Kominers’s Conundrums: Meet Me in the Metaverse — If You Can
(Bloomberg Opinion) -- We think you’ll find our latest Conundrum as enchanting as a peek inside a metaverse-transformed future.
Escape room extraordinaires Logan Giannini, Cassandra Many, and Victor van Doorn from Sherlocked have discovered a potential software backdoor that would let us access the subconscious of a crafty but grumpy artificial intelligence named Marvin — the villain of their virtual adventure games Marvin’s Island and Marvin’s Moonbase, the latter of which debuted just this week.
But we need your help to determine how accessing Marvin’s subconscious works. Can you figure out what to do?
Connecting to Marvin’s network revealed this puzzling captcha:
The captcha is apparently looking for nine characters, but unless we’re miscounting, at first glance it looks like there are more than that in the box.
Meanwhile, the display screen pictured below seems equally cryptic. The digits showing are as follows:
But so far we’re not at all sure what they mean. Plus while the screen refers to a password, it’s not at all clear where to enter it. Can you take a closer look? You might need to study the problem from top to bottom — this is, after all, a puzzle column!
The Marvin games are run on an online platform developed by one of Sherlocked’s neighbors in Amsterdam, Mibo, where players can interact with each other directly. There, you can experience truly collaborative puzzle-solving in a virtual world — a way for friends to have the escape room experience from anywhere, as well as for more corporate applications like virtual team-building.
And when you make it inside Marvin’s subconscious, you’ll learn a phrase that’s been particularly on his mind. That’s this week’s answer, and it also doubles as a promotional code to get you a discounted entry to the Marvin’s Moonbase game.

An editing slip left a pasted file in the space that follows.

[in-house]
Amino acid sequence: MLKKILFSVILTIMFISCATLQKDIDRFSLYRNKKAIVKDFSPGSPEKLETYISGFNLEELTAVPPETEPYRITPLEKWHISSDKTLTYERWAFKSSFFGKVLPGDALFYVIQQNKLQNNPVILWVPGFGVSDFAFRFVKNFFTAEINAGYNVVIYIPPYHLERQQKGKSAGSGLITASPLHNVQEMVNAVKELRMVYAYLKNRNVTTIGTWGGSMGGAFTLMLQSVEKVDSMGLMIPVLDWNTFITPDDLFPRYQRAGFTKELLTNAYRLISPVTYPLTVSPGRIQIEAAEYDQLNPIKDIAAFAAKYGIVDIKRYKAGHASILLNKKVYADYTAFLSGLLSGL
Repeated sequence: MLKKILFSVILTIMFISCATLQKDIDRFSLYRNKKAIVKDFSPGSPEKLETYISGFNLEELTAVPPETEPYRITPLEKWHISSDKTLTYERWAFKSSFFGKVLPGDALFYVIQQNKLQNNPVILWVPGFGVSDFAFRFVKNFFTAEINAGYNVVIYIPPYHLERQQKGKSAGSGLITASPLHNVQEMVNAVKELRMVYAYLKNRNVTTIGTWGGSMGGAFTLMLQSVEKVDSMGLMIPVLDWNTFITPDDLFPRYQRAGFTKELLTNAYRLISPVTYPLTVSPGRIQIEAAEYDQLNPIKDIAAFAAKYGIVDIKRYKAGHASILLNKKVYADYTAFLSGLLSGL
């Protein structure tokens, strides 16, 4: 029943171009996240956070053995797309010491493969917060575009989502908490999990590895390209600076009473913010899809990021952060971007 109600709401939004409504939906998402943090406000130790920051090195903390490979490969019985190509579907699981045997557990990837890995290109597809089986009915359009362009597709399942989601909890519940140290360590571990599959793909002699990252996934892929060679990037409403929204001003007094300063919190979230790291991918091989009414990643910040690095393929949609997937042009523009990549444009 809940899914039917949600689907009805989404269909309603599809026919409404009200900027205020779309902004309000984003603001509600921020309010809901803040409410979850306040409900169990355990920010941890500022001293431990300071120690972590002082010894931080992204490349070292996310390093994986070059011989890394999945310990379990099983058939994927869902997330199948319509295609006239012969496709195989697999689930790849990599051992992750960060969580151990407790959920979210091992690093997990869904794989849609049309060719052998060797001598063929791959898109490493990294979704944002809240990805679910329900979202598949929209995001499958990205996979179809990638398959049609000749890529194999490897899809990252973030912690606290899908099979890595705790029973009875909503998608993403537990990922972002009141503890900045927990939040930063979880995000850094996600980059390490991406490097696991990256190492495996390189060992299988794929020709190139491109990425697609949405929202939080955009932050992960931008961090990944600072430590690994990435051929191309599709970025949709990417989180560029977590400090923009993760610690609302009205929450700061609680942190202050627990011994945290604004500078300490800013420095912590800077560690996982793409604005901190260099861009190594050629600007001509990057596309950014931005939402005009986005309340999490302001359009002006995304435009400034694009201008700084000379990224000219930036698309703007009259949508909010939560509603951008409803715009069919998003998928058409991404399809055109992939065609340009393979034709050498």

Like our previous escape room-style Conundrums, this puzzle opens up a world beyond just the descriptive text. You’ll need to watch out for red herrings. And you’ll definitely want to look around this page a bit to see if there are any bonus clues outside the main puzzle text. You’re also welcome to search for helpful tools on the internet as you work your way to the solution. Plus if you time things right, you might even get to meet some of your fellow solvers at the end.
If you figure out how to 2001 this Space Odyssey — or if you make even partial progress — please let us know at firstname.lastname@example.org before midnight New York time on Thursday, December 16.
Programming note: The next Conundrums will run on December 12.
Our Previous Conundrum: There’s Still Time to Solve!
You can still find the pot of gold at the end of our “looping letters” Conundrum, but to do that you have to figure out how to put the letters in order. The background and letter colors provide clues — can you sort and then sequence?
Previously in Kominers’s Conundrums…
For our Halloween spooktacular, we presented a series of three mini-puzzles.
The first was a jack-o’-lantern rebus — three pumpkins carved with somewhat unusual iconography, that together spelled out a message.
And what were the jack-o’-lanterns trying to tell us? The upper left looked like a stock chart, and the right was clearly an upwards-facing arrow. The large one at the base was flush with candy. Combining these images with their physical positions relative to each other led to the message STOCK UP ON CANDY — good advice for Halloween, to be sure.